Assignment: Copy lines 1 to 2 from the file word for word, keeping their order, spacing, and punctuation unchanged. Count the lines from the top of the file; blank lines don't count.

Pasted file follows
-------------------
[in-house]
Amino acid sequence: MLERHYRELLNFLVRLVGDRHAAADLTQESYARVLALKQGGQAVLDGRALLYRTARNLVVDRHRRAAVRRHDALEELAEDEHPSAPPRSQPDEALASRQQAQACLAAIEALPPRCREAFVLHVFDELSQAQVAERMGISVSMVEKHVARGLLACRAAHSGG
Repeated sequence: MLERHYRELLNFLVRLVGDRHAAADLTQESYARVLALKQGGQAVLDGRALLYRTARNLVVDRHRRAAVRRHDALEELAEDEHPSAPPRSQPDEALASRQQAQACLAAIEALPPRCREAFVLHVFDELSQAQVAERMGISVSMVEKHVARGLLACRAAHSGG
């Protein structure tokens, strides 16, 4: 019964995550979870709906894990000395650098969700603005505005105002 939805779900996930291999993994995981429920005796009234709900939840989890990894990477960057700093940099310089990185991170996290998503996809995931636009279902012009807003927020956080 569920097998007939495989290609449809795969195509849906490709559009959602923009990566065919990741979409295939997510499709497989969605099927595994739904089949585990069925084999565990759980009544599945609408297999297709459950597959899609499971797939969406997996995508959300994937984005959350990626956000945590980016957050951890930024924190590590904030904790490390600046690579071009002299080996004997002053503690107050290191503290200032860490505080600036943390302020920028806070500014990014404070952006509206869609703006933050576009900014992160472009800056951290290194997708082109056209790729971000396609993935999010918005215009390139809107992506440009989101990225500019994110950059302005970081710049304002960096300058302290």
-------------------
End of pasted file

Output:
[in-house]
Amino acid sequence: MLERHYRELLNFLVRLVGDRHAAADLTQESYARVLALKQGGQAVLDGRALLYRTARNLVVDRHRRAAVRRHDALEELAEDEHPSAPPRSQPDEALASRQQAQACLAAIEALPPRCREAFVLHVFDELSQAQVAERMGISVSMVEKHVARGLLACRAAHSGG